A False Claims Act Win for the Banks
Andrew W. Schilling
May 11, 2016
In the years following the financial crisis, the U.S. Department of Justice and the relators bar have aggressively used the False Claims Act to target banks and nonbank mortgage lenders and servicers, using increasingly creative theories of liability to hold these companies responsible for failing to adequately protect against financial loss to the government. Most recently, the Justice Department announced a settlement of $1.2 billion against Wells Fargo, which had been accused, among other things, of making false certifications to the U.S. Department of Housing & Urban Development in connection with its Federal Housing Administration lending program. In other cases involving FHA lending, the government has alleged that lenders lied not only about the quality of particular loans, but also when they made their annual compliance certifications to HUD, which broadly attest to compliance with FHA program requirements. This broad certification theory has met with fierce resistance by the mortgage industry, which insists that FCA liability cannot be premised on so broad a certification.
Last week, the Second Circuit decided a case outside of mortgage lending that may give the banks some additional ammunition against such an aggressive use of compliance certifications in FCA cases.
Background: The False Certification Theory and Mortgage Lending
In the recent series of FCA cases involving government lending, the government has not alleged a discrete, intentional fraud on the government, but rather has alleged a programwide, “reckless” failure on the part of the defendants to adequately protect the government from financial loss. In other words, the companies find themselves in the crosshairs of DOJ enforcement not because someone lined their pockets from some targeted fraudulent scheme, but because the government found evidence of some broader regulatory noncompliance that, it asserted, led the government to pay money it should not have paid, such as insuring loans that it would not otherwise have insured or (in the conventional lending context) buying loans it would not otherwise have bought.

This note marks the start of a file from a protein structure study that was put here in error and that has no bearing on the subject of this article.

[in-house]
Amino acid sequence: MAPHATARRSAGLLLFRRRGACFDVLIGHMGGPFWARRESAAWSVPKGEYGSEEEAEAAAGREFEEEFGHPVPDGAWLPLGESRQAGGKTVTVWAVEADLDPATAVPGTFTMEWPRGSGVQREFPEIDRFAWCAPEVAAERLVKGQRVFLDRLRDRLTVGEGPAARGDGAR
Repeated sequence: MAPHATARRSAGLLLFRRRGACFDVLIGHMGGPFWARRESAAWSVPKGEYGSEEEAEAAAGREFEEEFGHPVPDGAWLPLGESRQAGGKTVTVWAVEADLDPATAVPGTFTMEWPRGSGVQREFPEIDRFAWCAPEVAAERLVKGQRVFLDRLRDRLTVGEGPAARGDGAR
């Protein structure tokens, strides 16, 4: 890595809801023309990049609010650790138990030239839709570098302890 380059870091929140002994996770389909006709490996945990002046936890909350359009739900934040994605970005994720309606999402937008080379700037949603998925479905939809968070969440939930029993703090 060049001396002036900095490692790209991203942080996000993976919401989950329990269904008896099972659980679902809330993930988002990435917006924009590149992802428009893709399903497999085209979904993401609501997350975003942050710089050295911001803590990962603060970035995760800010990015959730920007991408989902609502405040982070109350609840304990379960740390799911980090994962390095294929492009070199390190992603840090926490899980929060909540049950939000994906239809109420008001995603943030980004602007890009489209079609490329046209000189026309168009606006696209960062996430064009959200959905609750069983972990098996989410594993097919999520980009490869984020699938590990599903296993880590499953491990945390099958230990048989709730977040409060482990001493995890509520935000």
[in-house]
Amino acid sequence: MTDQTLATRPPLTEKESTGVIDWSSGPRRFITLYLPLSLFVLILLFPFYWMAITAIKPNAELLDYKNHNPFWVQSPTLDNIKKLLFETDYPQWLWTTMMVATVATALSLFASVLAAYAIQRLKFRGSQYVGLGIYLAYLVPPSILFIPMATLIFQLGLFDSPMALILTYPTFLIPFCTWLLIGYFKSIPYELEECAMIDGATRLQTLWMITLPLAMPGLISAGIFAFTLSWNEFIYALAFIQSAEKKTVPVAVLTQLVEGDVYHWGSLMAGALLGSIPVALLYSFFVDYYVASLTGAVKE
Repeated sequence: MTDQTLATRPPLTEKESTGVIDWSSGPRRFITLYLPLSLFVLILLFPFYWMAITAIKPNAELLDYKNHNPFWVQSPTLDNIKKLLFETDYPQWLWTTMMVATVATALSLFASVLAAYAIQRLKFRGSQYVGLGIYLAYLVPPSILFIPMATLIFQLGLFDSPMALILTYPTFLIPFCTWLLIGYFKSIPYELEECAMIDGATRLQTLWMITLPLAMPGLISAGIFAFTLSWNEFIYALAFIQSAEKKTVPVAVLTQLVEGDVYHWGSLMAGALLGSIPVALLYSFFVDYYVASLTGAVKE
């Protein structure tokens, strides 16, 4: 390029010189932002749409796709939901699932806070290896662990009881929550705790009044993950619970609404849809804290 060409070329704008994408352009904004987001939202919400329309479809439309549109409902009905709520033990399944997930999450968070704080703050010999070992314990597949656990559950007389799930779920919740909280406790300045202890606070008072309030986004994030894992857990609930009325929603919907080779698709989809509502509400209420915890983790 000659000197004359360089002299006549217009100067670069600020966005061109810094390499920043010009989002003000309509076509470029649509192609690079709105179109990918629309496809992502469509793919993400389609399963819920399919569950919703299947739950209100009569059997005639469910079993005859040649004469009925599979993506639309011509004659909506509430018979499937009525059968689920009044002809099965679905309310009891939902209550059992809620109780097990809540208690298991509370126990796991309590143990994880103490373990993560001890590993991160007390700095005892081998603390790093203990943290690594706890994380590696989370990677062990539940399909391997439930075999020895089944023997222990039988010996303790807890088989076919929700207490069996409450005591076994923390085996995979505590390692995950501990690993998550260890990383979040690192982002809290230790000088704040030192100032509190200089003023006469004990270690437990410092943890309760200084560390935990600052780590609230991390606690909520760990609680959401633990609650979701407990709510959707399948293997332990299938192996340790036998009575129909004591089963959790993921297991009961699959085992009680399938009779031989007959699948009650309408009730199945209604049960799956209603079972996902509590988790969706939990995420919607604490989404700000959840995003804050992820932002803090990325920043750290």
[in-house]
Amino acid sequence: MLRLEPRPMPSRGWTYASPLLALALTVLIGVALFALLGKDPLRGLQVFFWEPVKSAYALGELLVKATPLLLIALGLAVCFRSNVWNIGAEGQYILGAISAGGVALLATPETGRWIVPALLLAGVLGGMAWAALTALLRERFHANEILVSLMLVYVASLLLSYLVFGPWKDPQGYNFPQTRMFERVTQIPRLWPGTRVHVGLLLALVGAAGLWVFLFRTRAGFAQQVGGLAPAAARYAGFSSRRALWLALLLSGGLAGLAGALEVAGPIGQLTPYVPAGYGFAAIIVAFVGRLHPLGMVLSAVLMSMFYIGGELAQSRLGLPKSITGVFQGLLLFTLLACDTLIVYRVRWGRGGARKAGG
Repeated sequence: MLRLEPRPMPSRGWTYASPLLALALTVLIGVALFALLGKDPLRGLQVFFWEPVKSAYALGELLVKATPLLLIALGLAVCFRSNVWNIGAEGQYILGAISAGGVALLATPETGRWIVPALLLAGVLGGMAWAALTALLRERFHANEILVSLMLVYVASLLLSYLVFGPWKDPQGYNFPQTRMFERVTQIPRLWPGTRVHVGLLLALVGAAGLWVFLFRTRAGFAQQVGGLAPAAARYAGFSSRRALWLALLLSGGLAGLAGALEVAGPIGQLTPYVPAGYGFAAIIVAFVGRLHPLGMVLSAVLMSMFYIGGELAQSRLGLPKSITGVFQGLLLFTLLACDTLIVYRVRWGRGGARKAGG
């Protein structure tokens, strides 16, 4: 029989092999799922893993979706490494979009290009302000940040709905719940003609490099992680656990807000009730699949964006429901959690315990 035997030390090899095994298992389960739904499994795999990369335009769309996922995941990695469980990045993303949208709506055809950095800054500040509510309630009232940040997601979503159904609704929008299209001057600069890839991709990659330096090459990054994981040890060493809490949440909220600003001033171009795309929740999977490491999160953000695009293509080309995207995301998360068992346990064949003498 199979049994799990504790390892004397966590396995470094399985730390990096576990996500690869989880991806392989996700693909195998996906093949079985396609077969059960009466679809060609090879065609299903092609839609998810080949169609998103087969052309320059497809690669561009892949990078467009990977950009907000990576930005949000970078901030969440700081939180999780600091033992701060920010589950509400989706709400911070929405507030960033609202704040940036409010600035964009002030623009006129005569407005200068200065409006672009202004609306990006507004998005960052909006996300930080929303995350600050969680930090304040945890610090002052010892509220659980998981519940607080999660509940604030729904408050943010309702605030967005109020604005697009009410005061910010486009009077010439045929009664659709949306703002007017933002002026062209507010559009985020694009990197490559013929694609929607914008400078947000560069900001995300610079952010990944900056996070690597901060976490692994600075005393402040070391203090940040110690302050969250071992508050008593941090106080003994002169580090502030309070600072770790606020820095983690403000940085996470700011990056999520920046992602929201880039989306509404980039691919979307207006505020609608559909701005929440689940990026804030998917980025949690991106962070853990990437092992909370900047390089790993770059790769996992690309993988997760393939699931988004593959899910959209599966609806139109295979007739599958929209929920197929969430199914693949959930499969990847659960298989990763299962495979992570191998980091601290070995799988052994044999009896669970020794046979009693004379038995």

But because mere regulatory noncompliance does not violate the FCA, the government has needed a hook to bring these cases under the rubric of the FCA. To that end, it has argued (successfully in several cases) that companies can be liable under the FCA for regulatory noncompliance if they make false certifications to the government that they were operating in compliance with the law or other federal program requirements when in fact they were not. This “false certification” theory of liability has posed a particular threat in the area of government-insured lending and servicing, where government agencies routinely require participating mortgagees to make broad certifications of regulatory compliance as a condition of participation in government programs.
In defense to these cases, defendants typically argue that most routine compliance certifications are simply too broad to support liability for any particular instance of noncompliance, and that a particular instance of regulatory noncompliance (even if it occurred) does not render such a broad certification false, let alone materially false. They have also argued that the false certification theory requires not only a showing of noncompliance, but also that compliance was a “condition of payment” of the government’s claim.
These two defenses have met with mixed success in the courts, with some courts willing to sustain complaints even when based on broad certifications of compliance, and some courts not requiring that the compliance be an explicit “condition of payment” of the claim. Faced with the prospect of treble damages, this level of uncertainty in the case law has surely contributed to the decision by some companies to settle these cases, often for hundreds of millions of dollars or more.
Originally published on www.law360.com. Reprinted with permission.